Outer space gas trapped on Earth in 'buckyballs'
This image shows how extraterrestrial gases such as helium can be trapped inside the fullerene cage. One view shows a broken bond, or open "window," with an atom moving out through window.
HONOLULU, Hawaii (CNN) -- Extraterrestrial gases have been trapped on Earth for millions of years by complex molecular structures known as buckyballs, scientists reported this week.
The discovery offers a new method to trace geological and
biological events linked to colossal meteorite and comet
strikes and strengthens the theory that some terrestrial atmospheric gases and organic compounds originated in space.
"This finding opens new possibilities in looking at the
problem of how planetary atmospheres evolved and maybe even
how life evolved on Earth and perhaps other moons and
planets," University of Hawaii geochemist Luann Becker said
in a statement.
Becker and two colleagues found the trapped extraterrestrial
gases in samples from Denmark, New Zealand and North America
taken from a one-inch (2.5-cm) layer of sedimentary clay that divides the Cretaceous and Tertiary periods.
The clay layer formed about 65 million years ago from the fallout of a massive impact crater that many scientists think set off mass extinctions, including that of the dinosaurs.
The gases and their unusual containers originated in space,
the scientists said in the March 28 Proceedings of the
National Academy of Sciences. An advanced version was posted
on the Internet on Tuesday.
Space helium encased for eons
The trapped gases contain high concentrations of helium 3, a type of helium with only three subatomic particles that's found mostly in space. Helium found on Earth, in contrast, usually has four
sub-atomic particles in its nucleus.
Presumably the buckyballs -- microscopic cages composed of carbon atoms -- came from space as well, considering their helium cargo did. But scientists remain unsure when and where they formed.
Formally known as fullerenes, buckeyballs form under dense pressures and extreme temperatures like those in the pre-solar environment, Becker said. Physicist Robert Poreda of the University of Rochester in Rochester, New York, agrees that fullerenes predate our solar system. He adds that they could have come from a star that predates our sun.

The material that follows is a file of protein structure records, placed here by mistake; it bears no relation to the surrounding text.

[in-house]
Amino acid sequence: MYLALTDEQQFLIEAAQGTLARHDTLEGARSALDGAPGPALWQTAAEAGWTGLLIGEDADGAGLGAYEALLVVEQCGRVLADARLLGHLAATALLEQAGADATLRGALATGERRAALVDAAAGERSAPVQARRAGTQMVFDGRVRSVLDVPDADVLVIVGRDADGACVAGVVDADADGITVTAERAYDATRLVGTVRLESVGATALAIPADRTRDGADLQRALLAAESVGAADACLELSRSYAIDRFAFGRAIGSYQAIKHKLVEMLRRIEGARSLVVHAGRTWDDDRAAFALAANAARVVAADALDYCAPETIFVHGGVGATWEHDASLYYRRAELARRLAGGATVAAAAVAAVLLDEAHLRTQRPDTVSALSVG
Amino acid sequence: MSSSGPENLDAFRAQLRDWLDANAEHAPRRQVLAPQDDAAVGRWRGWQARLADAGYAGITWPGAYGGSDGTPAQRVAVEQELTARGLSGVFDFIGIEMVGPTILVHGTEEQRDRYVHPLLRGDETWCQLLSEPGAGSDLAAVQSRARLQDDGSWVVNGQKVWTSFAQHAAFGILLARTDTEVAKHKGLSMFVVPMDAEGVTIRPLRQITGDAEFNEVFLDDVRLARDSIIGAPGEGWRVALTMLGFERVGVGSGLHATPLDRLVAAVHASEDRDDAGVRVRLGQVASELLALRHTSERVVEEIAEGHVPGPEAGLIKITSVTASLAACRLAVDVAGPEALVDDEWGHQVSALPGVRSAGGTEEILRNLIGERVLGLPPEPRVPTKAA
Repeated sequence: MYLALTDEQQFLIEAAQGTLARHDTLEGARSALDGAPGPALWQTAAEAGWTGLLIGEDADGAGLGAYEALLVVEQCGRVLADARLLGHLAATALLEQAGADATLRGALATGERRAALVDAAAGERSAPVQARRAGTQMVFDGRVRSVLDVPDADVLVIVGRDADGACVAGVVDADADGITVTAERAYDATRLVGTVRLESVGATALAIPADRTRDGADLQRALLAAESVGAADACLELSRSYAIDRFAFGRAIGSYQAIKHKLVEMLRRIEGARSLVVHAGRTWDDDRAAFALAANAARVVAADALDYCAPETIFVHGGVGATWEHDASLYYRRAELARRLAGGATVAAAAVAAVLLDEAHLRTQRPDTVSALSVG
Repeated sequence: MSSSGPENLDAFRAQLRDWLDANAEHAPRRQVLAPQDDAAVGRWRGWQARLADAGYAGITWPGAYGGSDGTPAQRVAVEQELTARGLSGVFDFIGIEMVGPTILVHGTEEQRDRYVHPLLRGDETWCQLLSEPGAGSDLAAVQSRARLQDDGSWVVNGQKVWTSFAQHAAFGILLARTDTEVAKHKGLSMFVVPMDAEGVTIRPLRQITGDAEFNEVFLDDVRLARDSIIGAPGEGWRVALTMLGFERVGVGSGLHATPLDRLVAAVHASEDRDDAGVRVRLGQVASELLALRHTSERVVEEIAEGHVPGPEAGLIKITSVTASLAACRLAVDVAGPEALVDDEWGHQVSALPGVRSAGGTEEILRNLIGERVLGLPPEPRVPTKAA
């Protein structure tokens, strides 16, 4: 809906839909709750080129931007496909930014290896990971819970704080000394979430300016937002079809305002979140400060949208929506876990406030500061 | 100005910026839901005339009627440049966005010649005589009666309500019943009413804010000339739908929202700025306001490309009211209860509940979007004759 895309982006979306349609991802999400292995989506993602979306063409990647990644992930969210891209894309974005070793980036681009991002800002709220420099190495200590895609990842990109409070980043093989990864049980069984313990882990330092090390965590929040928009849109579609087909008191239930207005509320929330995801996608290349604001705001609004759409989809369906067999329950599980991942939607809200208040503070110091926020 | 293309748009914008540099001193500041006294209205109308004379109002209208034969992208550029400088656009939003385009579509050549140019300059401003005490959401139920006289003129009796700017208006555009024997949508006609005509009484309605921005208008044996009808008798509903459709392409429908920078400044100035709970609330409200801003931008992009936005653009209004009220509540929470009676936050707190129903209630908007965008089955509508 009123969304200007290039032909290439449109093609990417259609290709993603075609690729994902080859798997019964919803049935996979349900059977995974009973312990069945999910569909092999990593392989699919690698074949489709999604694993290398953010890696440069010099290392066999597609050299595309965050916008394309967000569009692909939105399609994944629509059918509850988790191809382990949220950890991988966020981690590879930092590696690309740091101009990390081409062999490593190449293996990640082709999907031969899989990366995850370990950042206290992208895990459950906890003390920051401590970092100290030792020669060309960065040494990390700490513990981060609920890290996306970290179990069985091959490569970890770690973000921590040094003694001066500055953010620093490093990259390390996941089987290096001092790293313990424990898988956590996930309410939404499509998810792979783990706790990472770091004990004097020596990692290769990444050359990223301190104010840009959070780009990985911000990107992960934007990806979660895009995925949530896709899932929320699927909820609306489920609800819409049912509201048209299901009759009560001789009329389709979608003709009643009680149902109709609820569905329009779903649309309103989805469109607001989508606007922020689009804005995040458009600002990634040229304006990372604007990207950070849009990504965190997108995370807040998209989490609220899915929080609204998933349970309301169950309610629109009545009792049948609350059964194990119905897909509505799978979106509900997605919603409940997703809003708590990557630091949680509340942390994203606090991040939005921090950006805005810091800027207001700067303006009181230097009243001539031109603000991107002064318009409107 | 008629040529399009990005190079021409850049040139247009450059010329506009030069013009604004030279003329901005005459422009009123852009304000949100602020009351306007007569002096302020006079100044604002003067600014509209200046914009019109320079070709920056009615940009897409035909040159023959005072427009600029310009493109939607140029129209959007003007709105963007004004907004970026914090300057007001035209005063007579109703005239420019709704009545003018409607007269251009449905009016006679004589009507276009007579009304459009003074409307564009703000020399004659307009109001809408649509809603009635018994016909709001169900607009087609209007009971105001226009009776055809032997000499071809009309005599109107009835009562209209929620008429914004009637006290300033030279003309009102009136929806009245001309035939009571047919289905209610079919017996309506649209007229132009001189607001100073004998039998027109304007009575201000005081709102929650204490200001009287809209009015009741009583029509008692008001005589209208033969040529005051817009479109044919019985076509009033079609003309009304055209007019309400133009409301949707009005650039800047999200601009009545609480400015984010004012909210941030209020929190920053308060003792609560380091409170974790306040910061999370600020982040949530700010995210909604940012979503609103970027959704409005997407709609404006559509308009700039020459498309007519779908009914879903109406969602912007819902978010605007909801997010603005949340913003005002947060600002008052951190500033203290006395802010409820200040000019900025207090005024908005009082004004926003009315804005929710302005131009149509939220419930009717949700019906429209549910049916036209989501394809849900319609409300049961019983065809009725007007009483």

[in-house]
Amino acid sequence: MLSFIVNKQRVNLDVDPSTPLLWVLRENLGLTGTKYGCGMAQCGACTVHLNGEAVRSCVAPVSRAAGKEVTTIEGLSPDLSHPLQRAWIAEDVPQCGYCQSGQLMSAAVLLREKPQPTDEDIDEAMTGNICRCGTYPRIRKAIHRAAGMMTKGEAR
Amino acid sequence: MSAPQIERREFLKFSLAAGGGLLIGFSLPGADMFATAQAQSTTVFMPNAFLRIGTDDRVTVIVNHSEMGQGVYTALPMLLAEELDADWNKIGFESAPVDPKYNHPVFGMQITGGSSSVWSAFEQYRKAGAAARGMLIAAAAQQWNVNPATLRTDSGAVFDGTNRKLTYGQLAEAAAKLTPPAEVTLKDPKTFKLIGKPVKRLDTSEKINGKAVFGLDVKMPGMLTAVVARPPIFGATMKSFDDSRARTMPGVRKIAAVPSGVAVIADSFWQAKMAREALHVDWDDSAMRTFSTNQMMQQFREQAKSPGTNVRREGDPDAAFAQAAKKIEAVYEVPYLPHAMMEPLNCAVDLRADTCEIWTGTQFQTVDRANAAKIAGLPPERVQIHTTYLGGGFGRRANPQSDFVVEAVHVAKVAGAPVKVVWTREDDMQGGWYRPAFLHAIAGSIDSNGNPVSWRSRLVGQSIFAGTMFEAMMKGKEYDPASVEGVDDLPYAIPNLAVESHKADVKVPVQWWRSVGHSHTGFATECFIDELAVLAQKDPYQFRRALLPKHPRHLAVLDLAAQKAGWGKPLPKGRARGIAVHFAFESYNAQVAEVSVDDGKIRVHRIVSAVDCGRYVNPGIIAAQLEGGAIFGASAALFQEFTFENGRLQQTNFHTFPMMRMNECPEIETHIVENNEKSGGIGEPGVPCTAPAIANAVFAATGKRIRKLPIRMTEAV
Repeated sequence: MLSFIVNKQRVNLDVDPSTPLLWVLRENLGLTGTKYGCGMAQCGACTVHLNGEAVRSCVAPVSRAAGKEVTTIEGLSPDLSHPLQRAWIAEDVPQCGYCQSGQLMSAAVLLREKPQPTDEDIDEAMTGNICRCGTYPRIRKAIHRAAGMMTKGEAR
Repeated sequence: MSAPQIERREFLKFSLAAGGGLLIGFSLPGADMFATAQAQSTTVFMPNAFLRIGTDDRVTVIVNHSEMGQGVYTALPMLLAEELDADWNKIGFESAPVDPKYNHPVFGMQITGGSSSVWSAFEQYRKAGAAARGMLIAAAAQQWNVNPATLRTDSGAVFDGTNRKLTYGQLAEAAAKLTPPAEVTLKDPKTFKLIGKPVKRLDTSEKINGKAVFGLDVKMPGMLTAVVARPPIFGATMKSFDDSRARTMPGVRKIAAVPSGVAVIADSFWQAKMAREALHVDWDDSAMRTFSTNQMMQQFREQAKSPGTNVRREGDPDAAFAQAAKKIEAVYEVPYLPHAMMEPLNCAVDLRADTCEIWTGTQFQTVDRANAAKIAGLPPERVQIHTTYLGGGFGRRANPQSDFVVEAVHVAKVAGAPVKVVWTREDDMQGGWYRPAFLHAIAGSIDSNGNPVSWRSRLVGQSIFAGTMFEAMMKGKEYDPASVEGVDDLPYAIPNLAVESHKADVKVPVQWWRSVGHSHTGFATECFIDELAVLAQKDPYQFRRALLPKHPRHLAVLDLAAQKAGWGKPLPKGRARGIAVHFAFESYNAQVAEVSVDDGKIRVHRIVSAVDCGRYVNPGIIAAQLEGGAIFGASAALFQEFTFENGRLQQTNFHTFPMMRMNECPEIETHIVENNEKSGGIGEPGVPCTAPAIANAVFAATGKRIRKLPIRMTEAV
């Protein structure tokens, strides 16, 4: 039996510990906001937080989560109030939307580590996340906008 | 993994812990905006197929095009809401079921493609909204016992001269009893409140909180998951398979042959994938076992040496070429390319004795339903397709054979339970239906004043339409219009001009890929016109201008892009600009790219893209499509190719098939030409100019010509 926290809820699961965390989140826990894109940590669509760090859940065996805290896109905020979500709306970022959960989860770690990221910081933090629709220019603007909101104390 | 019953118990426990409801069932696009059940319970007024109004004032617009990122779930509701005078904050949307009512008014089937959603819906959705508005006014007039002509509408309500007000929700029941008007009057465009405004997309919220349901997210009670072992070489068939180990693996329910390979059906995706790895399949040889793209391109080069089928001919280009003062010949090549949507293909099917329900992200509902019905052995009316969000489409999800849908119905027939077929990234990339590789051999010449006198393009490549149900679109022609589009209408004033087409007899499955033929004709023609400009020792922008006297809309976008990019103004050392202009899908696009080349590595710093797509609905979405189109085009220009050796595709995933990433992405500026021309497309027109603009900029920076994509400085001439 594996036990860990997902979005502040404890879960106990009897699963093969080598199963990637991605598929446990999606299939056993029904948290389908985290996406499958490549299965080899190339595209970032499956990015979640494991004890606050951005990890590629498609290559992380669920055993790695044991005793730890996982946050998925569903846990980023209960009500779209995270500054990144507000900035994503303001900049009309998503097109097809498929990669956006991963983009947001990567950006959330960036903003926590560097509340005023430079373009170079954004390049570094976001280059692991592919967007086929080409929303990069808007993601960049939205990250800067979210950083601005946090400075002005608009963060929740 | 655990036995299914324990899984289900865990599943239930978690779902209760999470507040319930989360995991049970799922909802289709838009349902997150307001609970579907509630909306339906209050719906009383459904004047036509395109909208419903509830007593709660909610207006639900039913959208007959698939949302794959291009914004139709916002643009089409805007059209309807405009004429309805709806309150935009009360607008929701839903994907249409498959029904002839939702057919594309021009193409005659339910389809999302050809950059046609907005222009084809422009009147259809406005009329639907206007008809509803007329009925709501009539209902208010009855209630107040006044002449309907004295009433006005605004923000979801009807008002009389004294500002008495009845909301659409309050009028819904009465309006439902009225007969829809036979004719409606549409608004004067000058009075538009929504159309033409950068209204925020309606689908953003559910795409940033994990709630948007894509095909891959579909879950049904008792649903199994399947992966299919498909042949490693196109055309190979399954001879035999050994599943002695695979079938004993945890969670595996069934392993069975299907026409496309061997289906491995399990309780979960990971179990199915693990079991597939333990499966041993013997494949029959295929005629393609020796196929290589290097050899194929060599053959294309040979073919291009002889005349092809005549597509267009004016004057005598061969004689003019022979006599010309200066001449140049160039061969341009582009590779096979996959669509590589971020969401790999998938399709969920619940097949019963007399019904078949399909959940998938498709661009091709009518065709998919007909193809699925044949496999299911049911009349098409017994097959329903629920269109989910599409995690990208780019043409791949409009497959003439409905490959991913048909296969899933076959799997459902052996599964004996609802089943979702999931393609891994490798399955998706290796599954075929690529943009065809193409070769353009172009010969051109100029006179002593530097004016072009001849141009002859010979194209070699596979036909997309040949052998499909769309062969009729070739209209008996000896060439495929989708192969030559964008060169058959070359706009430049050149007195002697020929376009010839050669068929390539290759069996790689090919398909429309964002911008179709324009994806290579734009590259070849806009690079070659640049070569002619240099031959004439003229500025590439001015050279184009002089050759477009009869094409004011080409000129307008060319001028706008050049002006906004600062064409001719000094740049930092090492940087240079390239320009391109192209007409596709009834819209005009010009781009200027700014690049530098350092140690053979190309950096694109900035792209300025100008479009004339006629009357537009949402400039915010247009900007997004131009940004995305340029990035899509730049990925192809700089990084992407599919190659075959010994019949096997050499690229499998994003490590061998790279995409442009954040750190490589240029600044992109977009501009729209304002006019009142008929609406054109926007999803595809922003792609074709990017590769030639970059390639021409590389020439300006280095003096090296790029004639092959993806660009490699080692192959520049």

"They may have formed in a high energy plasma related to the early solar nebula or they may have formed prior to the formation of our solar system in the outflow from a 'carbon-rich' giant. Our solar nebula then formed from the remnants of this giant star," he said.
Becker published her findings along with Poreda and Ted Bunch
of NASA's Ames Research Center in Moffett, California.
Becker and Bunch first identified naturally occurring
fullerenes in a meteorite last July. They detected large
buckyballs, some composed of 400 carbon atoms, in pieces of
the 4.6-billion-year-old Allende meteorite that landed in
Mexico decades ago.
Samples from Australia's Murchison meteorite offered
additional evidence of the extraterrestrial origin of
fullerene helium cages.
The Permian/Triassic divide
Becker has expanded the research to include the sedimentary layer that divides the 250-million-year old Permian and Triassic periods. The layer marks a time of much greater biological change than the Cretaceous/Tertiary transition.
The investigation could help explain whether a killer comet or meteor spurred the massive species shakeup. Becker also seeks to find out if fullerenes delivered carbon compounds and other substances necessary for life to emerge.
"We're working on that right now. There's more to come hopefully," she said.
What's a 'buckyball?'
Named for Buckminster Fuller, designer of the geodesic dome,
fullerenes have been the subject of intense study since their
discovery in 1985.
A third form of pure carbon after diamonds and graphite,
so-called buckyballs are composed of carbon atoms that have bonded together into hollow, geodesic "cages."
They possess unusual properties that researchers hope to exploit
in everything from superconductors to superlubricants to
Robert Curl, Harold Kroto and Richard Smalley, who first
produced fullerenes in the laboratory, shared the 1996 Nobel
Prize in chemistry for their work. Since then scientists have
discovered naturally existing fullerenes.
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